Ed Sheeran’s promoter sued by Viagogo for alleged fraud
Proceedings issued over decision to cancel thousands of tickets bought on resale site
Ed Sheeran: Viagogo claims the singer’s promoter “forced fans to buy new tickets, pocketing millions of pounds in duplicate sales”. Photograph: Vince Caligiuri/Getty
Ed Sheeran’s concert promoter has dismissed as “laughable” a lawsuit filed against it for alleged fraud by Viagogo. The controversial ticket-resale company, which has caused anger by allowing touts to charge huge markups to see acts such as Adele, and selling tickets to buyers only for them to be denied entry at the venue, said it had issued legal proceedings against Kilimanjaro Live over the company’s decision to cancel thousands of tickets for Sheeran’s concerts bought through the Viagogo website.
It accused Kilimanjaro’s chief executive, Stuart Galbraith, of “confiscating thousands of genuine tickets at the gate, forcing fans to buy new tickets, and pocketing millions of pounds in duplicate sales”. It also said Galbraith had previously used Viagogo to sell “thousands of tickets to a range of his artists’ events, presumably without their knowledge”.
It added: “Following a dispute over his request for preferred terms he threatened that he would use his artists, such as Ed Sheeran and the Red Hot Chili Peppers, to put pressure on Viagogo even if it meant causing huge inconvenience to his artist’s fans.” Viagogo said it would provide “incontrovertible photographic and filmed evidence” to a court in Germany, where it filed its claim.
“Ludicrous, laughable and totally false”
Kilimanjaro Live called the claims “ludicrous, laughable and, most importantly, totally false”. It called Viagogo’s legal action a “transparent attempt to deflect attention” from the appearance by one of its executives before British MPs on Wednesday, when he will be asked about its controversial practices, as well as from “the wide-ranging criticisms, multiple legal prosecutions in many territories (including by the Competitions and Markets Authority in the UK) and condemnation of their business practices. Kilimanjaro will defend against this action vigorously and look forward to doing so in court.”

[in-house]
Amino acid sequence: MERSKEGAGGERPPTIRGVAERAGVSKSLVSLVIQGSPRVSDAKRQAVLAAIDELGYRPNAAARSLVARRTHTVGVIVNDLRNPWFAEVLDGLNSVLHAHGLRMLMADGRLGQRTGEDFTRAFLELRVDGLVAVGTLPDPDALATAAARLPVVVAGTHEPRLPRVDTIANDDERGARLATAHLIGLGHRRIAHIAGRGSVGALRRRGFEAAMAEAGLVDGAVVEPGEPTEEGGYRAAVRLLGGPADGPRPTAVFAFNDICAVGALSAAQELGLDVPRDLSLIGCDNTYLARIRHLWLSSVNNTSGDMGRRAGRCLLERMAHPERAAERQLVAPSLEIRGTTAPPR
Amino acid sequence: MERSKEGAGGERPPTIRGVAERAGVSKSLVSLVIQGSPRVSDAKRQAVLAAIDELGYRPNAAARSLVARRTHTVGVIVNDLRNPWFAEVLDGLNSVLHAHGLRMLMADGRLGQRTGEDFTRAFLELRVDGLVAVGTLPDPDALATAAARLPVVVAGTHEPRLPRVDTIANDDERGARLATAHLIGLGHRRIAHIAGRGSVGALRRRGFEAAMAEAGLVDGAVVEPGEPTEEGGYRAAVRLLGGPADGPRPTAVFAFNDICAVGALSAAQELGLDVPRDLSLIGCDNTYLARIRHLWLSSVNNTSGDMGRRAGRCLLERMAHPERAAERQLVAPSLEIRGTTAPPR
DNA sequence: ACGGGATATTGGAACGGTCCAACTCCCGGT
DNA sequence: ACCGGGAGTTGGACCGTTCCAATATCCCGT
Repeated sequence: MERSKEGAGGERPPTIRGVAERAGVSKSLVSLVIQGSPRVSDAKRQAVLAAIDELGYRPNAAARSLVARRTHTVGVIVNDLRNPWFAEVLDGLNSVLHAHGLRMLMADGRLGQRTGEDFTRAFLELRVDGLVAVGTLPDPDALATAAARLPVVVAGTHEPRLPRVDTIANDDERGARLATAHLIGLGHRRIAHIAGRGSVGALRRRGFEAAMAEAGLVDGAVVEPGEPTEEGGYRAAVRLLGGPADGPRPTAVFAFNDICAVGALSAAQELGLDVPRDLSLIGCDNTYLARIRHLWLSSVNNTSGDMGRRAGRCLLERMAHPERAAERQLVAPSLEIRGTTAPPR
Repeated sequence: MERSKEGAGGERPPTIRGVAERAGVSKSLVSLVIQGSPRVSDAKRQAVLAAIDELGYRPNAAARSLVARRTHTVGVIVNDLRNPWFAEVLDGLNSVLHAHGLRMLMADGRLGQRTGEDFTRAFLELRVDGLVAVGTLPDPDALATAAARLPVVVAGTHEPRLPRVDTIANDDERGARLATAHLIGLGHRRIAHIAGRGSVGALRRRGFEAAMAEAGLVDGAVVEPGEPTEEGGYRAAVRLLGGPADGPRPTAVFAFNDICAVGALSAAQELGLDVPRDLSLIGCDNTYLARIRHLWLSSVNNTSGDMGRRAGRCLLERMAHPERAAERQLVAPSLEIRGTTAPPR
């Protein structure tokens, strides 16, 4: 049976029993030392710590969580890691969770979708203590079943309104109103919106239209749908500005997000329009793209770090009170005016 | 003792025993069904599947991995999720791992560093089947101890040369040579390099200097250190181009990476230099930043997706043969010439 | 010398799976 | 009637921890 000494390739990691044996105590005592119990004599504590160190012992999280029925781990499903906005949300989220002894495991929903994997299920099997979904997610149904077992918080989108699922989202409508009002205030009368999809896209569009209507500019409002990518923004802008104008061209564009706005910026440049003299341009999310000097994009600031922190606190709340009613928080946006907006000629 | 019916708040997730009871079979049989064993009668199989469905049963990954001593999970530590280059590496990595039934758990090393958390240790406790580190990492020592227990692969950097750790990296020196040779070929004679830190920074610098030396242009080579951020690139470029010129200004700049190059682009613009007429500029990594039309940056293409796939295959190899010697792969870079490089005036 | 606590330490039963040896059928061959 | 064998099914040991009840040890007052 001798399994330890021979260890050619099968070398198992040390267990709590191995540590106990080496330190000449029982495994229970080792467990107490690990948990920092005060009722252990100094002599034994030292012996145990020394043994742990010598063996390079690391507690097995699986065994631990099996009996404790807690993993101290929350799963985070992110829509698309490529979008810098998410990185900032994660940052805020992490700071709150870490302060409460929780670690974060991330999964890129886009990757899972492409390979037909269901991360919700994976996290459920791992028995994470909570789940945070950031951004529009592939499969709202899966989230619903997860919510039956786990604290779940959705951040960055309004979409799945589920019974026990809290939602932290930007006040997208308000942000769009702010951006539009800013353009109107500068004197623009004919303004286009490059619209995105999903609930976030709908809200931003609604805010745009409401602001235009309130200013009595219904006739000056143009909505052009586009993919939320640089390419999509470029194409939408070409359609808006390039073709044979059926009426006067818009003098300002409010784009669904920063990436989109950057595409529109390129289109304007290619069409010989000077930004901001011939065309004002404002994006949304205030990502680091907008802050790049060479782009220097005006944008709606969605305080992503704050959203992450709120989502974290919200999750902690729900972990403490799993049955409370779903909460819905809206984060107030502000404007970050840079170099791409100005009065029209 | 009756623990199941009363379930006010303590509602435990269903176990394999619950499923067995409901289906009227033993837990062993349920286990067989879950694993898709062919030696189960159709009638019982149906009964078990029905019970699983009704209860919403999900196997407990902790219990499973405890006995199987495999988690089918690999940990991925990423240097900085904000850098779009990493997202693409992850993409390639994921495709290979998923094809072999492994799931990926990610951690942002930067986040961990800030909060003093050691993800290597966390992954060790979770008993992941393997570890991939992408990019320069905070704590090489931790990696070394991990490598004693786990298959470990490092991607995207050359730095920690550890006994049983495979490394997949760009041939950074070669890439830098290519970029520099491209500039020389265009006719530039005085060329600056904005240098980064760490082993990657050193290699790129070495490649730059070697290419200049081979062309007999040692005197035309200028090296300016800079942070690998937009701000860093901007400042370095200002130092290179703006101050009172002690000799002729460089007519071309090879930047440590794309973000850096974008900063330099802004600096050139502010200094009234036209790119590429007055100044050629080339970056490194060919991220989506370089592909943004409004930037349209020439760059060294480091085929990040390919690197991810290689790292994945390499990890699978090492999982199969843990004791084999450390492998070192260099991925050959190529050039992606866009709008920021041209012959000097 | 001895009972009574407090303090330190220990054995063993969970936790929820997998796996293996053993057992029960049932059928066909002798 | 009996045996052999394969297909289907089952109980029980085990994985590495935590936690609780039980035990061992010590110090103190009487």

Viagogo, which is based in Switzerland, declined to say why it did not file legal proceedings in the UK, where the Sheeran concerts took place and where Galbraith is based. When contacted by the Guardian, Galbraith, one of the British music industry’s most vocal critics of ticket touts and resale websites, said he was not aware of legal proceedings.
Viagogo revealed its lawsuit on the eve of the hearing with Westminster’s digital, culture, media and sport select committee. Cristopher Miller, Viagogo’s head of business development, is expected to face questions about alleged breaches of consumer law that led to the Competitions and Markets Authority to take legal action against the company.
“Vastly inflated prices”
In Ireland, the Competition and Consumer Protection Commission began an inquiry last year into “suspected breaches of competition law in relation to the provision of tickets and the operation of ticketing services for live events” last year. The move was prompted by concerns over the speed at which tickets for high-profile events were selling out and how such tickets were subsequently reappearing for resale at vastly inflated prices on secondary sites such as Viagogo and Seatwave, which its owner, Ticketmaster, is closing next month.
Viagogo, which is controlled by the multimillionaire Eric Baker, has been criticised by artists such as Sheeran, fans and British government ministers, one of whom called for a boycott earlier this year. Some fans have reported being left out of pocket because the company withheld refunds to which they were entitled, and the company has also been condemned for seeking to profit from multiple events in aid of charity. Fifa lodged a criminal complaint against Viagogo over unauthorised ticket sales for the World Cup in Russia earlier this year.
Viagogo is no longer under investigation by Britain’s trading-standards authority after agreeing to a demand by the UK Advertising Standards Authority to stop publishing “misleading” pricing information. – Guardian